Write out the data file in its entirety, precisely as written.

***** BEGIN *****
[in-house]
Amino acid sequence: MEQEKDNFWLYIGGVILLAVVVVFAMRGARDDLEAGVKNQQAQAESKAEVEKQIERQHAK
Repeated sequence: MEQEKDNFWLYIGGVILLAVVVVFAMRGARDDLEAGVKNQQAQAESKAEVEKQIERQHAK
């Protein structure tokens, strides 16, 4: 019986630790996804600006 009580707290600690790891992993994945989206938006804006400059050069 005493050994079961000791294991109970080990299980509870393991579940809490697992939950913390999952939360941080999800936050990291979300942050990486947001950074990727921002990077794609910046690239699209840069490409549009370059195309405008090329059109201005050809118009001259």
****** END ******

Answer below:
[in-house]
Amino acid sequence: MEQEKDNFWLYIGGVILLAVVVVFAMRGARDDLEAGVKNQQAQAESKAEVEKQIERQHAK
Repeated sequence: MEQEKDNFWLYIGGVILLAVVVVFAMRGARDDLEAGVKNQQAQAESKAEVEKQIERQHAK
């Protein structure tokens, strides 16, 4: 019986630790996804600006 009580707290600690790891992993994945989206938006804006400059050069 005493050994079961000791294991109970080990299980509870393991579940809490697992939950913390999952939360941080999800936050990291979300942050990486947001950074990727921002990077794609910046690239699209840069490409549009370059195309405008090329059109201005050809118009001259």